The NRL has confirmed a charter flight with about 100 people, including league officials, wives, girlfriends and children of players, has arrived in Queensland from Sydney — but says it does not know where the cohort is staying.
- A spokesman for the Premier says the arrivals have not gone into the state government’s hotel quarantine program
- The NRL couldn’t confirm where the players, officials and families were staying
- The government banned hotel quarantine arrivals for hotspot areas for two weeks due to the system being strained
All of them have been required to enter hotel quarantine for 14 days, despite the Queensland government pausing hotel quarantine for hot spot arrivals for two weeks.
A spokesman for Premier Annastacia Palaszczuk said the people who were on the NRL charter flight have not gone into the state government’s hotel quarantine program.
He said other hotels outside of the program were able to be booked out in their entirety by organisations to be used for the 14-day mandatory quarantine period.
An NRL official told the ABC this morning that the families were staying in a Brisbane hotel but was unaware of which hotel they were staying.
Deputy Police Commissioner Steve Gollschewski told ABC Radio Brisbane he was aware of the new arrivals and the hotel the cohort was going into was “not part” of the state’s hotel quarantine system.
“When it comes to things like the NRL bubble, or even indeed the Afghans that were relocating at the moment — they are operated outside of the Queensland government hotel quarantine arrangement, so not part of our system,” he said.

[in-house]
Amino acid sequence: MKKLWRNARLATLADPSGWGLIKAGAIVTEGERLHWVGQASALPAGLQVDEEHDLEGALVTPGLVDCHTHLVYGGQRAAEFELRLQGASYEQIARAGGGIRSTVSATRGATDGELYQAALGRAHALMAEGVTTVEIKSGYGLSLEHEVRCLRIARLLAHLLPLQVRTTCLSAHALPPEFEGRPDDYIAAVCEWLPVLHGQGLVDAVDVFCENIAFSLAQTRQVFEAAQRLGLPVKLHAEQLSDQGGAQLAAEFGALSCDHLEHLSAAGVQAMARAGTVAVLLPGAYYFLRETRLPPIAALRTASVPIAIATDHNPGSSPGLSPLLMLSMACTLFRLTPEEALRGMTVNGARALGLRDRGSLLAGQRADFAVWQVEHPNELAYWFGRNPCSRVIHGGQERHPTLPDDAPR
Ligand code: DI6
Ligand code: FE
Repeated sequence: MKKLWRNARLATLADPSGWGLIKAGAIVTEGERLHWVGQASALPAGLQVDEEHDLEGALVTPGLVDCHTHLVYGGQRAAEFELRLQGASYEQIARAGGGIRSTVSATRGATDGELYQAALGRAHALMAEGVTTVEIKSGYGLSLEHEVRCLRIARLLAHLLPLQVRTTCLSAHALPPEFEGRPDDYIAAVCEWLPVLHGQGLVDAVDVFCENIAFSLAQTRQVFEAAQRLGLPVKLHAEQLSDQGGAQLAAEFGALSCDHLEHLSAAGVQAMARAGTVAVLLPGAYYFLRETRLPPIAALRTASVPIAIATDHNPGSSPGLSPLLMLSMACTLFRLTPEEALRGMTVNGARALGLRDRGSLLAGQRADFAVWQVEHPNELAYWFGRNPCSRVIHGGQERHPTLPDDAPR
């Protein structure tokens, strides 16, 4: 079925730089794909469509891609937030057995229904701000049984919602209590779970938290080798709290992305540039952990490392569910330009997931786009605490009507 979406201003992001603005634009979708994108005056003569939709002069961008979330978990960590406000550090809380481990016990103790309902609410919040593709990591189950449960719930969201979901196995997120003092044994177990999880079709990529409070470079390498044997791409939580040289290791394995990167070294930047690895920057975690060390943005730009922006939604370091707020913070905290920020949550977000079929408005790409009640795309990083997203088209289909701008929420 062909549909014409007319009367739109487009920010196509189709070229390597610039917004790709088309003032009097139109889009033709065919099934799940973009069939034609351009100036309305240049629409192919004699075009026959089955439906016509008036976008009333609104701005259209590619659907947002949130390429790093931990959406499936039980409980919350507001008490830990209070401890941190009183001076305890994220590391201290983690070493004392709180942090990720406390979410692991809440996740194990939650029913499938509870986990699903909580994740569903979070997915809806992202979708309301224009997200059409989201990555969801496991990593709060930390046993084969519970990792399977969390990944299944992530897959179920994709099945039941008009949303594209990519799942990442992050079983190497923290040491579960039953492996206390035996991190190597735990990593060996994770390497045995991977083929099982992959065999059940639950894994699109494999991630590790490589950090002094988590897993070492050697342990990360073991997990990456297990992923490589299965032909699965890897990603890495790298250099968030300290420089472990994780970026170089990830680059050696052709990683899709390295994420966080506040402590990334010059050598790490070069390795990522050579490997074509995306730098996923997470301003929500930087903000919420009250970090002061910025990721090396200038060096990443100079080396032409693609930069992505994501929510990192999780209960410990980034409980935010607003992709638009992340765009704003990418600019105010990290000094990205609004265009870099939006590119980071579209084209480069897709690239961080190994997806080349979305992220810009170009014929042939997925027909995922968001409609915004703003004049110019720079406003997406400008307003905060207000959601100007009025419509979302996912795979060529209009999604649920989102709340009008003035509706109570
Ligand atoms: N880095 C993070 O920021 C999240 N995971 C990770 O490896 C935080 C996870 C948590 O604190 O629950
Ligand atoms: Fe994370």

“The only role that police have is processing people at the airport and then they go into the self-funded, self-regulated arrangements.”
The Deputy Commissioner said the NRL and AFL have been “particularly good” at ensuring tight security arrangements in the past.
“They have to satisfy Dr Young that they can do that [provide tight security measures],” he said.
He said he could understand people’s frustrations with the NRL being allowed in.
“This is such a difficult time for all of our community, we understand that,” he said.
In July, Wests Tigers centre James Roberts was fined $7,500 and banned for one game for failing to comply with a Queensland public health directive.
Roberts breached the biosecurity restrictions in place for players in south-east Queensland by going onto the balcony of his hotel room on the Gold Coast.
Cricket teams also arrive
Meanwhile, cricket players taking part in a seven-match multi-format home series next month between Australia’s women and India have begun to arrive in Queensland.
Australian cricket players based in NSW and Victoria, as well as the Indian team, also commenced a two-week quarantine period in Brisbane this week, according to Cricket Australia, with the remainder of the Australian squad to assemble closer to the start of the series.
“We’ve been monitoring the situation across the country and it is clear that the current COVID challenges prevent the original schedule from proceeding as initially planned,” CA chief executive Nick Hockley said.
“We are incredibly grateful to the Queensland government for agreeing to quarantine the Australian and Indian players and enabling this important series to be played in Queensland.
“We are also delighted to be bringing our world champion women’s team to Mackay and regional Queensland.”